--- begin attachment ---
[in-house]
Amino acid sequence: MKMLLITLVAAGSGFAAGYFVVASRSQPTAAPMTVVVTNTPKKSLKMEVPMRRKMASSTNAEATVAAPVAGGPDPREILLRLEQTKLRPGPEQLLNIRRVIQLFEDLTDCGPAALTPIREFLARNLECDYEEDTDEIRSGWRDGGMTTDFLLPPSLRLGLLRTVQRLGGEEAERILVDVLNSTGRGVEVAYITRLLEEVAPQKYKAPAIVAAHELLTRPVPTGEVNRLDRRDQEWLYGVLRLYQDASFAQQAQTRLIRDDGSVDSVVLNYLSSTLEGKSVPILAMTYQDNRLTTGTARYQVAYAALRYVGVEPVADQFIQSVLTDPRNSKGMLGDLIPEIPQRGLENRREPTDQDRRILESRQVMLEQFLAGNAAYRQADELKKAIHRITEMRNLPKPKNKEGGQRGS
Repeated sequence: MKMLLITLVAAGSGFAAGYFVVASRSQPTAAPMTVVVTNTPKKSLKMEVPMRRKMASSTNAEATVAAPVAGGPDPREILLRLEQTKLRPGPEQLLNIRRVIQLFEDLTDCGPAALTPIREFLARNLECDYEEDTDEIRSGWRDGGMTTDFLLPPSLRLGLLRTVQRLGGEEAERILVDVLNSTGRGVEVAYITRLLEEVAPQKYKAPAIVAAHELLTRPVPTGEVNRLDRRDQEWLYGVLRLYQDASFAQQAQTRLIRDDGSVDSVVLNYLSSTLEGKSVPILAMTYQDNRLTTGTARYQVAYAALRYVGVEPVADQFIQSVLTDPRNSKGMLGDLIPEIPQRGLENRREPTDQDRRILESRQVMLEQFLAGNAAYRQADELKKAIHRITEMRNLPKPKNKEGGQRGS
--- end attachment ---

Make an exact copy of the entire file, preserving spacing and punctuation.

[in-house]
Amino acid sequence: MKMLLITLVAAGSGFAAGYFVVASRSQPTAAPMTVVVTNTPKKSLKMEVPMRRKMASSTNAEATVAAPVAGGPDPREILLRLEQTKLRPGPEQLLNIRRVIQLFEDLTDCGPAALTPIREFLARNLECDYEEDTDEIRSGWRDGGMTTDFLLPPSLRLGLLRTVQRLGGEEAERILVDVLNSTGRGVEVAYITRLLEEVAPQKYKAPAIVAAHELLTRPVPTGEVNRLDRRDQEWLYGVLRLYQDASFAQQAQTRLIRDDGSVDSVVLNYLSSTLEGKSVPILAMTYQDNRLTTGTARYQVAYAALRYVGVEPVADQFIQSVLTDPRNSKGMLGDLIPEIPQRGLENRREPTDQDRRILESRQVMLEQFLAGNAAYRQADELKKAIHRITEMRNLPKPKNKEGGQRGS
Repeated sequence: MKMLLITLVAAGSGFAAGYFVVASRSQPTAAPMTVVVTNTPKKSLKMEVPMRRKMASSTNAEATVAAPVAGGPDPREILLRLEQTKLRPGPEQLLNIRRVIQLFEDLTDCGPAALTPIREFLARNLECDYEEDTDEIRSGWRDGGMTTDFLLPPSLRLGLLRTVQRLGGEEAERILVDVLNSTGRGVEVAYITRLLEEVAPQKYKAPAIVAAHELLTRPVPTGEVNRLDRRDQEWLYGVLRLYQDASFAQQAQTRLIRDDGSVDSVVLNYLSSTLEGKSVPILAMTYQDNRLTTGTARYQVAYAALRYVGVEPVADQFIQSVLTDPRNSKGMLGDLIPEIPQRGLENRREPTDQDRRILESRQVMLEQFLAGNAAYRQADELKKAIHRITEMRNLPKPKNKEGGQRGS